With a period of sunny and (mostly) dry weather I was able to get in the field and do a little maintenance work on my tomatoes. I weeded around each of the plants and I used my broadfork to aerate the soil in the walkways. My field has poor drainage so the heavy spring rains created long-lasting ponds around some of the plants. The standing water removed the oxygen from the soil but oxygen is very important to soil health and plant growth. Broadfork to the rescue, which allowed me to manually break up the densely packed soil improving the aeration and drainage.
All the tomato stakes are in the ground and I have just began to tie my plants, I use a version of the Florida weave. Some plants of are big, while some are small and stunned but pretty much every plant looks really lush and green. During my staking I even saw some green tomatoes and I saw lots and lots of grass, the primary weed in this field.
It is not even officially summer yet but it is time to start thinking about fall … at least a little bit. I have recently planted all of my pumpkins, gourds, and most of my winter squash out in the field.
I know it seems crazy to make space in your farm (or garden) right now for fall’s super stars. But pumpkins take about 100 days to grow and mature into those beautiful orange orbs. So you need to plant your favorite pumpkin varieties in the next 3 weeks to make sure you have a bountiful pumpkin patch before the frost and in time for Halloween (yup pumpkins are sensitive and will die from the frost).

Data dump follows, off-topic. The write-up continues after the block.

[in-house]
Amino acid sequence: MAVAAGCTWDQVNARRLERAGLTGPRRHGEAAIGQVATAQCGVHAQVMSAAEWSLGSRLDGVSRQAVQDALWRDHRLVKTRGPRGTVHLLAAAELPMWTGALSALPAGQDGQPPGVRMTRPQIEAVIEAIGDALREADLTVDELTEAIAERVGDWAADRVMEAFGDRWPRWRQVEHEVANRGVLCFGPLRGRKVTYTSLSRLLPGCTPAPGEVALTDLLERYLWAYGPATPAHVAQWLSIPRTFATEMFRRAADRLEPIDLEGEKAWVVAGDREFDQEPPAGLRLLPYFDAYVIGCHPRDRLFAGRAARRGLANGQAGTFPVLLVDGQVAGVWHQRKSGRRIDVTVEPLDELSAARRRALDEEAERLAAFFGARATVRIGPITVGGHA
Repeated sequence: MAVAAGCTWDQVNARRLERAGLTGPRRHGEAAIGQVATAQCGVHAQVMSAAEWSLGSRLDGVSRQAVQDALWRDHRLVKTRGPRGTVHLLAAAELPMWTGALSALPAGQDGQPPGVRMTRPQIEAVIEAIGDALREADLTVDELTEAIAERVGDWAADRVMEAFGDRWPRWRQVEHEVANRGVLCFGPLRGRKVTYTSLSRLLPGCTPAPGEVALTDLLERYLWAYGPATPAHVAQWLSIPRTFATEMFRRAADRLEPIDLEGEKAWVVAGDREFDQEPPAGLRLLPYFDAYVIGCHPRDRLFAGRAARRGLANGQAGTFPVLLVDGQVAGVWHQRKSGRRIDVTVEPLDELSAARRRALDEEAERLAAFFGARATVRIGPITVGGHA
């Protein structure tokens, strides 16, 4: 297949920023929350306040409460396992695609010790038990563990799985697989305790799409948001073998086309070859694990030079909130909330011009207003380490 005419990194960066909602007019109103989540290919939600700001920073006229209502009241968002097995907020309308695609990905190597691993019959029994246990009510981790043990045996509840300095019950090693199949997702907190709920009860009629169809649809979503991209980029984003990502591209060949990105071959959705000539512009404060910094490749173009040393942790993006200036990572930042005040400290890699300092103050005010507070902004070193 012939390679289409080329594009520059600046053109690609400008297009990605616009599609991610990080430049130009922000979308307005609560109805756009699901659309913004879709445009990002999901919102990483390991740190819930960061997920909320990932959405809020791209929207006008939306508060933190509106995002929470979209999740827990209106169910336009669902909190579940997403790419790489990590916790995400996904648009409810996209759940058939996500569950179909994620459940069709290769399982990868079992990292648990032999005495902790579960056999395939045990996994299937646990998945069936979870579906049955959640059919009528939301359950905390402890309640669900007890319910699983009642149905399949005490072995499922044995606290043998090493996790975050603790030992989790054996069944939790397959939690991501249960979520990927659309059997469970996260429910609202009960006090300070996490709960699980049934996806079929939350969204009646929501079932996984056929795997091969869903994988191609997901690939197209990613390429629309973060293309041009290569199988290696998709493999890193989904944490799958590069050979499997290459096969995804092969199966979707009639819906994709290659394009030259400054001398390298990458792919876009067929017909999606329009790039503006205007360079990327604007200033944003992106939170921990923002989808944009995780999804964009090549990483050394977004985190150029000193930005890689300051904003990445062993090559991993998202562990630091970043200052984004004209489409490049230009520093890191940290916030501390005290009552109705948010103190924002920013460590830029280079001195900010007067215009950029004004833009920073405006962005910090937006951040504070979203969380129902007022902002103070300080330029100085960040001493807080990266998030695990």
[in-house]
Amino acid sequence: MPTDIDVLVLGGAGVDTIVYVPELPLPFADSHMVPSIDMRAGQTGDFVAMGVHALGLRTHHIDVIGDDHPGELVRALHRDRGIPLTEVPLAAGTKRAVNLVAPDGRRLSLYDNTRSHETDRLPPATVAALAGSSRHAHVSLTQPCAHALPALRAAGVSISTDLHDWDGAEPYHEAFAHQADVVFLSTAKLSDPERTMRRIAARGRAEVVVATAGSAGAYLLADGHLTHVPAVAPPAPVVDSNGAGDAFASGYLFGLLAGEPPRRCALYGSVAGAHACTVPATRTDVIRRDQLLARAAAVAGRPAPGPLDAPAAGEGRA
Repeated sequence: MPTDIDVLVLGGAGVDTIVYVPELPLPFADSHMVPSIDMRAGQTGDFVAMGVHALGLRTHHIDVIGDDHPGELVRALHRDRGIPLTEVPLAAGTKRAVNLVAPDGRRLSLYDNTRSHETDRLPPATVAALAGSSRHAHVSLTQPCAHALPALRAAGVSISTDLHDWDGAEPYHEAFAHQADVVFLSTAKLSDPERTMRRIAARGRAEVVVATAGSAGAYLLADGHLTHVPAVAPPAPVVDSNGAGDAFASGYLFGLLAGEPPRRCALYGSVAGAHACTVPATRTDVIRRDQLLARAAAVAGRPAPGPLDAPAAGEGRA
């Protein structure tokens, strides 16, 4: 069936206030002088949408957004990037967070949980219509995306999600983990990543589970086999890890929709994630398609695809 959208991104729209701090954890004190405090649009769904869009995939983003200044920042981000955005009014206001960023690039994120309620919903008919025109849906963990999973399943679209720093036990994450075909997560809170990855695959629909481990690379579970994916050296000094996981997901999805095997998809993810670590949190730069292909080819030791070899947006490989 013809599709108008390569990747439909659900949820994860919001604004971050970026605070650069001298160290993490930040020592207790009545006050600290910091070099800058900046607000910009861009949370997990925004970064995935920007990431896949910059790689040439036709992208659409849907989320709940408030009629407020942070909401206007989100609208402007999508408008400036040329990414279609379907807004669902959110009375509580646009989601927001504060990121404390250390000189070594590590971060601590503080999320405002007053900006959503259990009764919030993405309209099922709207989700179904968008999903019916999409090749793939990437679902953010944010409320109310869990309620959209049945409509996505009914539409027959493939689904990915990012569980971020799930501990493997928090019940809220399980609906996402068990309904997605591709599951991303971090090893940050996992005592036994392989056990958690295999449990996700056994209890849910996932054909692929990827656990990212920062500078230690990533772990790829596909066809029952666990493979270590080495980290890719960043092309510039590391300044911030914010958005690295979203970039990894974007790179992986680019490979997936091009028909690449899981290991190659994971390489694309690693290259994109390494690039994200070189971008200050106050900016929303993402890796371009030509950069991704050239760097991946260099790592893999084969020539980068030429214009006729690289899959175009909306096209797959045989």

I sell 4 different varieties of pumpkin seedlings at the farmers’ market:
Baby Pam – the classic orange 3-4 pound fruits, great for craving and perfect for eating.
Crown – with a denim blue color these 6-10 pound fruits have thick orange flesh that make the best pumpkin soup.
Winter Luxury – deep orange skin with a silvery netting these 6 pound fruits make the perfect decorations that you can use later in your favorite pie recipe.
Musque de Provence – a show-stopper of a pumpkin this French heirloom weights in around 20 pounds with a dusty green and pink skin. Sometimes called a Fairytale pumpkin as it looks like it popped right out of a story book.
Winter squash is similar it also needs to planted in the next 3 weeks or so to be able to harvest mature fruit before the frost hits and kills the plant, damaging any fruit on left the vine.
For people who love winter squash but have a tight space for gardening or only have containers don’t worry I grow a couple varieties that don’t vine and are actually bushes like a zucchini plant.
The 4 different varieties of winter squash seedlings that I sell:
Waltham Butternut – elegant 9″ tan fruits weighing 4–5 lb. Orange dry flesh has a sweet nutty flavor and excellent keeper.
Burpee’s Butterbush Butternut – smooth tan 2–3 lb fruits with small seed cavities and deep reddish-orange flesh. Grows well in containers.
Sweet Reba Acorn – compact bush habit, heavy yields of 1–1½ lb fruit. This is one of the sweetest acorns, flesh dry and substantial.
Burgess Buttercup – dark green fruits with golden orange, stringless flesh and sweet, rich flavor. Typically produces 10-12 (3-5 pound) fruits per plant. Often overlooked but this flavorful winter squash should not be missed.